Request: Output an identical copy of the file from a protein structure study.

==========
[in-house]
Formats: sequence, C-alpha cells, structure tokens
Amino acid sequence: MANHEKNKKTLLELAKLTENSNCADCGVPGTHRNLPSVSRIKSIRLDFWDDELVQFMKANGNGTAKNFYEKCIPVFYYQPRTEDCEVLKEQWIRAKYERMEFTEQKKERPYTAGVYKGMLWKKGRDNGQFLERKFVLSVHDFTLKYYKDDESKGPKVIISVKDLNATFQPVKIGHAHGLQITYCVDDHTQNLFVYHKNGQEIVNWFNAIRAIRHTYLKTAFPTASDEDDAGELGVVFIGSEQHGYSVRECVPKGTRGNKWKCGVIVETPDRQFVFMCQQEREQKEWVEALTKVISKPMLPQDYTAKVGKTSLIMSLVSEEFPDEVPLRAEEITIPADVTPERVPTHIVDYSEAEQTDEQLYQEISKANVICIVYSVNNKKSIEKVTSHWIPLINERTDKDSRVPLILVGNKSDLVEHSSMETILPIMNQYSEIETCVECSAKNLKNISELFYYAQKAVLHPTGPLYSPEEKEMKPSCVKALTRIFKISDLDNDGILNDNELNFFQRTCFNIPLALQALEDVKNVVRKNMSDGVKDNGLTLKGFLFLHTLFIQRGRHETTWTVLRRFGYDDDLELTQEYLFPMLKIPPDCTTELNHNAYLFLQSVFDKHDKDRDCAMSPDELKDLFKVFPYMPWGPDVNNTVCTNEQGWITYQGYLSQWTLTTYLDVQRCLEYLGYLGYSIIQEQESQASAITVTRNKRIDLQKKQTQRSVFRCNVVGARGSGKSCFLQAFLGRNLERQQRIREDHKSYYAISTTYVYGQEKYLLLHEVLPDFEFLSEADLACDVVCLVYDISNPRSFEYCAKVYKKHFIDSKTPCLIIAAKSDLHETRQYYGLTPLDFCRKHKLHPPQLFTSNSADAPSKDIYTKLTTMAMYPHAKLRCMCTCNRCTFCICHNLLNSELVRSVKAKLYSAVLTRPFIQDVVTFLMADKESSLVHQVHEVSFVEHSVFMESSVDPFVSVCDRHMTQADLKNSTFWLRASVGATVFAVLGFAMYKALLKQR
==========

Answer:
[in-house]
Formats: sequence, C-alpha cells, structure tokens
Amino acid sequence: MANHEKNKKTLLELAKLTENSNCADCGVPGTHRNLPSVSRIKSIRLDFWDDELVQFMKANGNGTAKNFYEKCIPVFYYQPRTEDCEVLKEQWIRAKYERMEFTEQKKERPYTAGVYKGMLWKKGRDNGQFLERKFVLSVHDFTLKYYKDDESKGPKVIISVKDLNATFQPVKIGHAHGLQITYCVDDHTQNLFVYHKNGQEIVNWFNAIRAIRHTYLKTAFPTASDEDDAGELGVVFIGSEQHGYSVRECVPKGTRGNKWKCGVIVETPDRQFVFMCQQEREQKEWVEALTKVISKPMLPQDYTAKVGKTSLIMSLVSEEFPDEVPLRAEEITIPADVTPERVPTHIVDYSEAEQTDEQLYQEISKANVICIVYSVNNKKSIEKVTSHWIPLINERTDKDSRVPLILVGNKSDLVEHSSMETILPIMNQYSEIETCVECSAKNLKNISELFYYAQKAVLHPTGPLYSPEEKEMKPSCVKALTRIFKISDLDNDGILNDNELNFFQRTCFNIPLALQALEDVKNVVRKNMSDGVKDNGLTLKGFLFLHTLFIQRGRHETTWTVLRRFGYDDDLELTQEYLFPMLKIPPDCTTELNHNAYLFLQSVFDKHDKDRDCAMSPDELKDLFKVFPYMPWGPDVNNTVCTNEQGWITYQGYLSQWTLTTYLDVQRCLEYLGYLGYSIIQEQESQASAITVTRNKRIDLQKKQTQRSVFRCNVVGARGSGKSCFLQAFLGRNLERQQRIREDHKSYYAISTTYVYGQEKYLLLHEVLPDFEFLSEADLACDVVCLVYDISNPRSFEYCAKVYKKHFIDSKTPCLIIAAKSDLHETRQYYGLTPLDFCRKHKLHPPQLFTSNSADAPSKDIYTKLTTMAMYPHAKLRCMCTCNRCTFCICHNLLNSELVRSVKAKLYSAVLTRPFIQDVVTFLMADKESSLVHQVHEVSFVEHSVFMESSVDPFVSVCDRHMTQADLKNSTFWLRASVGATVFAVLGFAMYKALLKQR